Healthy Forests & Wildlife
Vermont’s forested landscape is central to our state’s identity and economy. From traditional jobs in the woods, to recreational opportunities for hunters, hikers and anglers, to helping filter and clean our waters, mitigating the effects of climate change, and providing a home for iconic wildlife – healthy forests are an essential asset for Vermont.
Unfortunately, recent studies show our forests are at risk. The legislatively-commissioned 2015 Forest Fragmentation Report, developed by the Agency of Natural Resources, highlights many of the concerning trends. With the vast majority (80%) of Vermont’s forestland in private ownership, one major concern is a large-scale shift in forest ownership and management. The average age of forestland owners in Vermont is greater than 65 years old, which means that a lot of forested parcels will be changing hands in the coming years. As land changes hands, parcels are often divided up into smaller segments with more landowners. The anticipated large-scale transition of land ownership in the next twenty years threatens to dramatically change our landscape. Further, the current rate of land development is increasing at twice the rate of our state’s population growth and land use patterns in rural areas, where much of our forestland is concentrated, is leading to the increasing fragmentation of forests.
When forests are fragmented, their overall health and habitat quality declines, resulting in reduced biodiversity, more exotic, invasive species, reduced recreational and hunting access, reduced water quality, and smaller tracts that can’t support a working forest economy. Given the current threats to our forests, we have an opportunity to manage these trends by putting in place proactive measures to maintain Vermont’s healthy, intact tracts of forest for current and future generations to enjoy.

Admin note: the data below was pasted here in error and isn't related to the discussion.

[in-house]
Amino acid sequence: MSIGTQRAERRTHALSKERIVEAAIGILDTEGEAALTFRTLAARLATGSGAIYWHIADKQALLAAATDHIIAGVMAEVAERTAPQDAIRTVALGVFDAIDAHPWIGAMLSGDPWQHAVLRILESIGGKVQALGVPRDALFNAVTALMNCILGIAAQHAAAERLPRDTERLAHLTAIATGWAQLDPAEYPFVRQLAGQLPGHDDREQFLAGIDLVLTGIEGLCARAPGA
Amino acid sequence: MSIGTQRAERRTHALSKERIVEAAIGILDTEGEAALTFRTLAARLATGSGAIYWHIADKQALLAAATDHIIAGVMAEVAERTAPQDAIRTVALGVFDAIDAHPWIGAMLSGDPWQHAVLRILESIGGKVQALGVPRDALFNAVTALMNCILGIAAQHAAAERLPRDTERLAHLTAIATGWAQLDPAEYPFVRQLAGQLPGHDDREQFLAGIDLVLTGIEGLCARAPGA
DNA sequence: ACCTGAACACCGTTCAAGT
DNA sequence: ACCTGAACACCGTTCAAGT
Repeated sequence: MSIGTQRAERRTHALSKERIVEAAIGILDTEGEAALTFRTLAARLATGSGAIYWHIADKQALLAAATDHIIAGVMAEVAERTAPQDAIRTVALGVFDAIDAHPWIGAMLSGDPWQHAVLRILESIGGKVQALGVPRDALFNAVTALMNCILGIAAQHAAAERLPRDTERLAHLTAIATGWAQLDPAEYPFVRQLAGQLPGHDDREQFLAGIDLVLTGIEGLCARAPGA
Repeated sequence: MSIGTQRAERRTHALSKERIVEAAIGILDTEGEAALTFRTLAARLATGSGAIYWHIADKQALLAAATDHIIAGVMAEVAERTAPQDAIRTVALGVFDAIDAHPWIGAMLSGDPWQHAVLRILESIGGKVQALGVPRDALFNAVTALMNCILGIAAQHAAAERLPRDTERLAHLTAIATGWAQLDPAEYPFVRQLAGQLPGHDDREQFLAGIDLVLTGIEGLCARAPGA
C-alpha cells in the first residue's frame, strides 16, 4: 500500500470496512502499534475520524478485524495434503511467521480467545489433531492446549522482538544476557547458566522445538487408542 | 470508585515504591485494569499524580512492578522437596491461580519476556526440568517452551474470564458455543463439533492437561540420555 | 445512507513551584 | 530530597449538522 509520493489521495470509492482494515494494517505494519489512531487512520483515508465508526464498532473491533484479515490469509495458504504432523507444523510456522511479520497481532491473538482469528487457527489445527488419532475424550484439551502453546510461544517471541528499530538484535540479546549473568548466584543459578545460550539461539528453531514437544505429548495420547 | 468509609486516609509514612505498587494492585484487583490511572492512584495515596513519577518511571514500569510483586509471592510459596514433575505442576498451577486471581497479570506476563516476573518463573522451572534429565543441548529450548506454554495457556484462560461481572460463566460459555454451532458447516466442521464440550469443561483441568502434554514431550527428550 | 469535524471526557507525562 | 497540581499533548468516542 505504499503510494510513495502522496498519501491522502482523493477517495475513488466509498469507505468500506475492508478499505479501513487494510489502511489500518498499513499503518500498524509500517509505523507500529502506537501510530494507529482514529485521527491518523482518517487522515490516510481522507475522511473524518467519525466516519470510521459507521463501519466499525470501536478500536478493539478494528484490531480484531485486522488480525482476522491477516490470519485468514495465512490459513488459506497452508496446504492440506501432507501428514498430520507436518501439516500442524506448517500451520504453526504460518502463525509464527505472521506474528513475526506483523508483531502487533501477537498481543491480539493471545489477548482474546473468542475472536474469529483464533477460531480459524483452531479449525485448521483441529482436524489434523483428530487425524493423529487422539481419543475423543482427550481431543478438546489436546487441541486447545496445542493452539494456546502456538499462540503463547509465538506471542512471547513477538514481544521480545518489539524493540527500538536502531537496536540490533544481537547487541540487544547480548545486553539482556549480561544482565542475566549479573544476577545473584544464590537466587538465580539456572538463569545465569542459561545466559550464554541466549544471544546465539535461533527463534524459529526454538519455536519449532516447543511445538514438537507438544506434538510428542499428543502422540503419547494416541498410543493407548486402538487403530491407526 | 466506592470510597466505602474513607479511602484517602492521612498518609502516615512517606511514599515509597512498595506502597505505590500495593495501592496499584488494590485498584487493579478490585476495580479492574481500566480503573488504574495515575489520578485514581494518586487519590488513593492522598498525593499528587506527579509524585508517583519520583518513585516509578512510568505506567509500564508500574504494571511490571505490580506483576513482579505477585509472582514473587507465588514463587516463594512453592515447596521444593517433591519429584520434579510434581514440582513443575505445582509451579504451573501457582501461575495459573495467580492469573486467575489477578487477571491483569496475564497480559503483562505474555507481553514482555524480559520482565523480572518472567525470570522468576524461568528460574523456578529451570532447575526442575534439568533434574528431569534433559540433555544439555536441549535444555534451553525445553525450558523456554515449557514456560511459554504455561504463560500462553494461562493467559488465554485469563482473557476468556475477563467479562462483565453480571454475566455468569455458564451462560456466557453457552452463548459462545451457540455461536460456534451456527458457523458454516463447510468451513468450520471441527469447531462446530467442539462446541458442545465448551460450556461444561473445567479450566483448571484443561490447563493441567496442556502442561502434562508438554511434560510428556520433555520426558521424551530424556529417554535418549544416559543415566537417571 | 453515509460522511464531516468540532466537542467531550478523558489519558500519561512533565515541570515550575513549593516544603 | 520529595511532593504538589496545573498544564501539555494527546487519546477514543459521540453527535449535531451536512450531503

In 2016, the Vermont Legislature enacted the Forest Integrity Bill, which encouraged better local and regional planning for intact, healthy forests and wildlife habitat. It added the goals of maintaining forest blocks and habitat connectivity to town and regional planning; took steps to maintain rural working lands; called for a study group to examine ways to help landowners plan for the long-term ownership of their forests; and created a committee to recommend potential revisions to Act 250 and municipal bylaws to protect contiguous areas of forestland from fragmentation and promote habitat connectivity. We plan to build on this work to ensure we have the tools needed to protect intact forests, including the following legislative solutions.
2017 Legislative Priorities:
- Update existing Act 250 criteria to better address forest fragmentation, the maintenance of intact forest blocks, and habitat connectivity.
- Implement tax incentives to encourage the maintenance of intact tracts of forest as land changes hands, particularly in priority habitat blocks.